Lowers the risk of certain cancers

Polyphenols might help promote health by affecting the growth of cancer cells, which has been seen in experiments with cancer cells and lab animals. A lot of polyphenols, like quercetin, lignans, curcumin, different flavonoids, and resveratrol, have been tested and reported to have helpful properties against cancer.

For instance, resveratrol has been shown to be effective in inhibiting or preventing the growth and spread of cancer cells in lung, skin, breast, colon, prostate, and liver cancer cell studies. Clinical trials with pomegranate extract showed that pomegranate juice or extract is safe but did not significantly improve final outcomes in prostate cancer treatment. Nonetheless, in some prostate cancer cases, patients respond positively. Moreover, a polyphenol-rich diet has been shown to help prevent the onset and progression of colorectal cancer.

In scientific studies, polyphenols from our diet often show promise in combating cancer and chronic conditions. However, it's crucial to recognize that many studies use lab-grown cells or animal models, not human subjects. Because our bodies are incredibly complex, the effects observed in these studies may not translate directly to humans. Nonetheless, consuming a diet rich in polyphenols remains highly beneficial for our overall health.

May have anti-inflammatory effects

According to the results of many experimental research studies, polyphenols may decrease the production and activity of some proinflammatory molecules, as well as interfere with various signaling pathways involved in the inflammation process in the body.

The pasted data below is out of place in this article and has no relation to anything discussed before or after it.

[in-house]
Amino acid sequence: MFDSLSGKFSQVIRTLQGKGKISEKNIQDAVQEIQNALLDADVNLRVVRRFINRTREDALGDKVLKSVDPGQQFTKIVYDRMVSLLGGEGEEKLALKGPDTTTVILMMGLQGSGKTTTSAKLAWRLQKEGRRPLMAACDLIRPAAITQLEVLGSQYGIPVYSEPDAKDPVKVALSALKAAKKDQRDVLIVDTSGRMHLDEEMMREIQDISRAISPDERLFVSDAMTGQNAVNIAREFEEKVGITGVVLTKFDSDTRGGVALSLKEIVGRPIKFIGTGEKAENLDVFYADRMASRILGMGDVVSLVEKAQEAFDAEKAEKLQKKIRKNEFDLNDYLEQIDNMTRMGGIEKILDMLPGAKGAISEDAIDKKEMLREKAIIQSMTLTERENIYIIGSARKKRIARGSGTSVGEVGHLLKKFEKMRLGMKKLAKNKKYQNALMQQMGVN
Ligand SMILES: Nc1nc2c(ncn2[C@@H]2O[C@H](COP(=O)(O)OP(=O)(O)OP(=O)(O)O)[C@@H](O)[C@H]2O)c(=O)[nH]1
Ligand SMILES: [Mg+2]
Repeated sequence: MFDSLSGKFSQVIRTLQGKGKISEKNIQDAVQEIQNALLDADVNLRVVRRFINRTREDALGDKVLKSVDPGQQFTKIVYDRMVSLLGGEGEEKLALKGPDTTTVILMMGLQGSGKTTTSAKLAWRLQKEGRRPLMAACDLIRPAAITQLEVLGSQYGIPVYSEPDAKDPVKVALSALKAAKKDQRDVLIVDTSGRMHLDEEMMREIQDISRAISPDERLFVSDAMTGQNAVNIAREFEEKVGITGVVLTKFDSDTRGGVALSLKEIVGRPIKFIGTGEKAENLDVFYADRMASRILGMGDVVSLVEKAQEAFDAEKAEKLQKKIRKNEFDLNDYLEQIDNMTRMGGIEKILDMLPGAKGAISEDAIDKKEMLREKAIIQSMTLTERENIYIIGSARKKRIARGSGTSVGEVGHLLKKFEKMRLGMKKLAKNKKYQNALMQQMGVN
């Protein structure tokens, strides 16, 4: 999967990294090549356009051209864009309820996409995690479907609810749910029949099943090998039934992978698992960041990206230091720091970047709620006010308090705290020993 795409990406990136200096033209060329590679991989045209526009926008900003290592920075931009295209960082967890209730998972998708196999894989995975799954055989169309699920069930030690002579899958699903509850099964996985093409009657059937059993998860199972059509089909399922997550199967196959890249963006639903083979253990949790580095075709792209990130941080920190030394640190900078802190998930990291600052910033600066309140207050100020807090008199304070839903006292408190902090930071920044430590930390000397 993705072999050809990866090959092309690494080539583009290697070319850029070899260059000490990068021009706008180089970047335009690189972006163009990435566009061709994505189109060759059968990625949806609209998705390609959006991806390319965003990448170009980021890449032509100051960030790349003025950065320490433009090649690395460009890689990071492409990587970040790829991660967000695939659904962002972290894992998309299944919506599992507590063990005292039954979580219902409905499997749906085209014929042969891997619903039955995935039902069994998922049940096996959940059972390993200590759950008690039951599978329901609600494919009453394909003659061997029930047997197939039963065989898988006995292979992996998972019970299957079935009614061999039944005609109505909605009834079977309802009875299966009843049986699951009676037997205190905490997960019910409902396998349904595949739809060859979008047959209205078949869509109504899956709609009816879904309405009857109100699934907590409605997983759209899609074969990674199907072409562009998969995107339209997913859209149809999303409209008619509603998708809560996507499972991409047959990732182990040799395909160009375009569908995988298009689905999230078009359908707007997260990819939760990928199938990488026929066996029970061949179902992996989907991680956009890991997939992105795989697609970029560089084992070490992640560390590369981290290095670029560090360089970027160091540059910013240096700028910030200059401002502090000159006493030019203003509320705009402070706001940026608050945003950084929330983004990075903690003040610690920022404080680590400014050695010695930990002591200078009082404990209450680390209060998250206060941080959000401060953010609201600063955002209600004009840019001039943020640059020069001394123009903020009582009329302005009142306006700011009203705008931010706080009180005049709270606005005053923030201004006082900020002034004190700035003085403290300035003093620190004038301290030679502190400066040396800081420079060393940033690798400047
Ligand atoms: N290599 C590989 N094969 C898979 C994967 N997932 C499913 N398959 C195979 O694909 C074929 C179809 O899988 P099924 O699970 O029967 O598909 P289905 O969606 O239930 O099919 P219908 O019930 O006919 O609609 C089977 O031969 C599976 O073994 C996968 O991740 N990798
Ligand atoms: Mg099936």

Polyphenols in berries or fermented berry beverages have been suggested to play a role in reducing systemic inflammation and the amounts of inflammation modulators. Studies on the role of polyphenols in inflammation have shown promising results, but there are still many unanswered questions. For example, we need to understand more about appropriate polyphenol doses, their bioavailability, interactions with microbiota, and more.

If you are thinking of including more polyphenols in your diet, you should be aware of some side effects as well. Certain polyphenols can bind to minerals like calcium or iron. Iron deficiency is a common condition, and a polyphenol-rich diet may worsen it even more in susceptible individuals.

Some polyphenols can inhibit digestive enzymes. While in some cases inhibition of these enzymes has been proposed to be beneficial — such as in diabetes or obesity — suppression of digestive enzymes can have negative effects in healthy individuals. Additionally, if you're considering taking polyphenol supplements and you're already on other medications, it's important to consult your healthcare provider. Polyphenols have the potential to interact with certain drugs, so it's essential to discuss any potential risks or interactions with a medical professional.

In general, polyphenols are safe when consumed as a part of a diverse diet, so it is a good idea to include them in our diet. However, problems can arise when polyphenols are consumed in large quantities without moderation, leading to possible negative side effects. If you're thinking about taking polyphenol supplements, always consult with a healthcare specialist first.